In a dry and dreary land where there is no water, the Christian can only look up to God for refreshment. The Lord's faithfulness never ceases; His mercies never come to an end. It's a truth that ought to keep us going.
I've been reminded yesterday.
When people ask me how old I am, I would usually encounter two major reactions: one of shock and disbelief, the other of mockery. I do not, and will not, judge people for their opinions--when I do, I would be committing a sin (a violation of what Jesus said about not judging people or you will be judged), or I would be showing an utter disrespect as to how their reasoning works. Whichever way, I always give an honest-to-goodness answer (forgive the cliche, please), for I see no point in telling lies, especially about trivial things such as this.
I have just turned 18 today.
I don't mean to say that you have to shout, "What? Are you fooling me? You look like a 12-year old! You can't be 18, Lance! You look more like a grade schooler." Well, I've heard too many of these reactions that I'm no longer surprised. For instance, I was about to enter the moviehouse (the movie was Kill Bill 2--rated 13) when the guard asked me, "Ilang taon ka na, totoy?"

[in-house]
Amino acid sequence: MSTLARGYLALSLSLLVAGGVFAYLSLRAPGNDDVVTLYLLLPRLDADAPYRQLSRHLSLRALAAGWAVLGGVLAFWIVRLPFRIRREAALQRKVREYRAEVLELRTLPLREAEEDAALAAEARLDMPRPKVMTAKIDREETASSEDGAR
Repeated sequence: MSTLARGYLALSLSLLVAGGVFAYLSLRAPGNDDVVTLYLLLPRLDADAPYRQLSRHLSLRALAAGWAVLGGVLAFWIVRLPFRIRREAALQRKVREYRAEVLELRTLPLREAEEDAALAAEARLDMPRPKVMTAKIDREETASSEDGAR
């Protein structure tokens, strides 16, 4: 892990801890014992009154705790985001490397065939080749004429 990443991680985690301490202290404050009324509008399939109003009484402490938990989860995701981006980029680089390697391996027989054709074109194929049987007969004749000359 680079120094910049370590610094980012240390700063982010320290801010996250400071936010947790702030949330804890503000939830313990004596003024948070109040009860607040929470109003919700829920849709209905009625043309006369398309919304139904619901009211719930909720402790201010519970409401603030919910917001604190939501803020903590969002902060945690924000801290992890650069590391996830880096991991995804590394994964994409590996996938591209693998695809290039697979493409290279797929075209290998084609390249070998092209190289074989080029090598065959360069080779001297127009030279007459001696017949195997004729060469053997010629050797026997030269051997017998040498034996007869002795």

To which I replied, "17 po."
"Talaga?" He thought I was lying.
"Opo. 'Eto po 'yung ID ko."
I was about to show him my UP ID when he immediately said, "O, sige, pasok na."
People who are close to me very well know that I have not yet mastered the art of tying my shoelaces, that I still think of myself as the stongest Streetfighter, that I would say, "Power!" in front of people so as to dramatize what the cartoon characters do on TV. But I don't do these often. There are just certain times.
I hope you get the picture.
Yesterday I wondered how an 18-year-old person would feel, think, and live: there ought to be a greater sense of freedom, a more striking definition of one's individuality, a more defined set of values, and a stronger built of character. Though my math problems cluttered in the greater part of my brain last night (radicals, rationalizing fractions, etc), I was not able to prevent myself from wondering about the metamorphosis: will there be an internal transformation that would change me into a more mature person?
On second thought, I realized that people are not butterflies. We don't metamorphose.
I had breaks during my study time last night; and so, after simplifying a lengthy algebraic expression, I decided to look back at the past. Have I changed? To what extent?
I was overwhelmed. But that is putting it lightly, and such statement does not demonstrate the exact feelings I experienced. This part is metaphorical, but will the reader excuse me for resorting to figures of speech since it is extremely difficult to illustrate my point using plain language?